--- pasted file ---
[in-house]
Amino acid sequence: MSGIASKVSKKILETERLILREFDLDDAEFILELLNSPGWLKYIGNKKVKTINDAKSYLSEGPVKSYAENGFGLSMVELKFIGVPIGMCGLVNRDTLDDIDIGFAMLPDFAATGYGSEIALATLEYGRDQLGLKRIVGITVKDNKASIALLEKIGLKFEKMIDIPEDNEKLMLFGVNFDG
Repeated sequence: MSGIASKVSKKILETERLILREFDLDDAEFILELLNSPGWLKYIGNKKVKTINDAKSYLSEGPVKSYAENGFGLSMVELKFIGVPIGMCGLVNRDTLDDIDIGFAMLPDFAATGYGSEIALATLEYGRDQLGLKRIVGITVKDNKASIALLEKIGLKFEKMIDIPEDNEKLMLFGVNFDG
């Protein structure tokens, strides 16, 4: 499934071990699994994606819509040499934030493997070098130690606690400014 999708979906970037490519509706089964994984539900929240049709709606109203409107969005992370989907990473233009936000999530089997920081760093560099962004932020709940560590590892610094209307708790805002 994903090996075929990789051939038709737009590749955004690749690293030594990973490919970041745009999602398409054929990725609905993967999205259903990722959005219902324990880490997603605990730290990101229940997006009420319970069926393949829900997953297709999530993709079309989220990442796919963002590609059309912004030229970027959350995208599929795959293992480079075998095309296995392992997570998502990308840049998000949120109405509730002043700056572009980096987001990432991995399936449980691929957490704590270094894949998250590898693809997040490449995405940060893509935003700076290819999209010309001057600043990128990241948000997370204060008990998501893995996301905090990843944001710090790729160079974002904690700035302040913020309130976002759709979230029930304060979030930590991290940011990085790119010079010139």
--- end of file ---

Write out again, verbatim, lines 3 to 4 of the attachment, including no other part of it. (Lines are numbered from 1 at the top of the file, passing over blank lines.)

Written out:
Repeated sequence: MSGIASKVSKKILETERLILREFDLDDAEFILELLNSPGWLKYIGNKKVKTINDAKSYLSEGPVKSYAENGFGLSMVELKFIGVPIGMCGLVNRDTLDDIDIGFAMLPDFAATGYGSEIALATLEYGRDQLGLKRIVGITVKDNKASIALLEKIGLKFEKMIDIPEDNEKLMLFGVNFDG
């Protein structure tokens, strides 16, 4: 499934071990699994994606819509040499934030493997070098130690606690400014 999708979906970037490519509706089964994984539900929240049709709606109203409107969005992370989907990473233009936000999530089997920081760093560099962004932020709940560590590892610094209307708790805002 994903090996075929990789051939038709737009590749955004690749690293030594990973490919970041745009999602398409054929990725609905993967999205259903990722959005219902324990880490997603605990730290990101229940997006009420319970069926393949829900997953297709999530993709079309989220990442796919963002590609059309912004030229970027959350995208599929795959293992480079075998095309296995392992997570998502990308840049998000949120109405509730002043700056572009980096987001990432991995399936449980691929957490704590270094894949998250590898693809997040490449995405940060893509935003700076290819999209010309001057600043990128990241948000997370204060008990998501893995996301905090990843944001710090790729160079974002904690700035302040913020309130976002759709979230029930304060979030930590991290940011990085790119010079010139």